FB is not a place where meaningful connections are formed; in that regard it’s kind of like high school where nothing is really as important as people try to make it seem. There are also security risks with so-called social media sites; not even talking about technical security risks, because despite being an introvert, I’m not a computer programmer and don’t know anything about Java vulnerability or what have you. I had no idea coffee was that dangerous to your computer unless you spilled it on the keyboard. :-)

What I’m talking about are personal security risks such as the gruesome Craig’s List murders, and the numerous hazards that arise from online dating sites. Despite the proponents saying they’ve improved over the years, I still don’t buy it. I’m not much into the whole idea of dating anyway; it seems kind of stupid and far too much of an effort. There’s also the problem with Big Corporate spying on and building a dossier (biography) based on your “likes” and other habits. Call me paranoid; many people do, but sharing with “only friends” does not keep Tricky Dick’s eavesdroppers out of the Watergate chat-room.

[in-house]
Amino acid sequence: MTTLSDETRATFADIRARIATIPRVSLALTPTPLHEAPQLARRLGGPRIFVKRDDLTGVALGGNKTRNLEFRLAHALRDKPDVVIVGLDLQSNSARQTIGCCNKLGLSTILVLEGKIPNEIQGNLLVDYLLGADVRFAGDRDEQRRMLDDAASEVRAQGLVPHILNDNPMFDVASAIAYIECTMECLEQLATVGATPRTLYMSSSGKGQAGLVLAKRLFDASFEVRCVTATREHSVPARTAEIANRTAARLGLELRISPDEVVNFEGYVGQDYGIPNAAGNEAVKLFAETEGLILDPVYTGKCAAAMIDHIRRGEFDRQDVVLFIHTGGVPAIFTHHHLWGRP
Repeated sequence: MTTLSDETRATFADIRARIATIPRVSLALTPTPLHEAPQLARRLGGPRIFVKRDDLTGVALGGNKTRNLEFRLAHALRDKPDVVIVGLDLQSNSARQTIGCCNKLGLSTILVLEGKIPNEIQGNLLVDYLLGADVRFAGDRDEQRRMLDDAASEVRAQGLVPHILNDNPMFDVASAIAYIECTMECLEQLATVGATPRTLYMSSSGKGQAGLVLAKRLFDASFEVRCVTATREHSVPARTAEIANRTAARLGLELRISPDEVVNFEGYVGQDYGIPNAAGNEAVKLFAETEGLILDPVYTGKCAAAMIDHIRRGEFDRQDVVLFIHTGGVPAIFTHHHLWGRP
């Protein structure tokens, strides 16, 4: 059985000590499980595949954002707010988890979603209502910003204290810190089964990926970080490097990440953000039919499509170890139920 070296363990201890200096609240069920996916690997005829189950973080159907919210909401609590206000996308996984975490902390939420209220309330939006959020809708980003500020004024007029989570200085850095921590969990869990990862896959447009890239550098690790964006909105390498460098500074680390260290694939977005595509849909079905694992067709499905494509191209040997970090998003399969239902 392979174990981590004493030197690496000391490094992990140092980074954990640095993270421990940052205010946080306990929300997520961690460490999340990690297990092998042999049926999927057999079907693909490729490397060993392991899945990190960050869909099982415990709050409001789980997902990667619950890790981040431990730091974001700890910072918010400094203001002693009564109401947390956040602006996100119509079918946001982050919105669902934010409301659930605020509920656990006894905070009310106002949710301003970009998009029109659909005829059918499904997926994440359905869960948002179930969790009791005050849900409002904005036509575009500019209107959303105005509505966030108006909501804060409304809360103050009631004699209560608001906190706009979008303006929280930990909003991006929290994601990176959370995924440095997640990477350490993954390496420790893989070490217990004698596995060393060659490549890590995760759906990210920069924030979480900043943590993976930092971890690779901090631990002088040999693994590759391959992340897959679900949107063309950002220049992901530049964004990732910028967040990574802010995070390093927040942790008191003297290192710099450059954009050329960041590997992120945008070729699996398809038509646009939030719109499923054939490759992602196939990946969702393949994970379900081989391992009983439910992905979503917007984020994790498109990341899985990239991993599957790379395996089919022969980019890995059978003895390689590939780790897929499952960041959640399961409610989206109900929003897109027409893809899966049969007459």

0 votes

Anonymous

True that! im an introvert myself and hate facebook and similar sites. These sites are littered with perverts and serial killers for example Luka magnotta, who had about 70 fake profiles on facebook.

0 votes

Yudono Ra

my only addiction on facebook is the games….. argh

0 votes

Anononymous

Great infographic but does learning something online like programming count in this as well?

0 votes

Shmuel Mendelsohn

We must have finally conquered every other disease if we have a need to create new ones!

0 votes

Shmuel Mendelsohn

To explain my previous comment – why is this different than any other compulsion?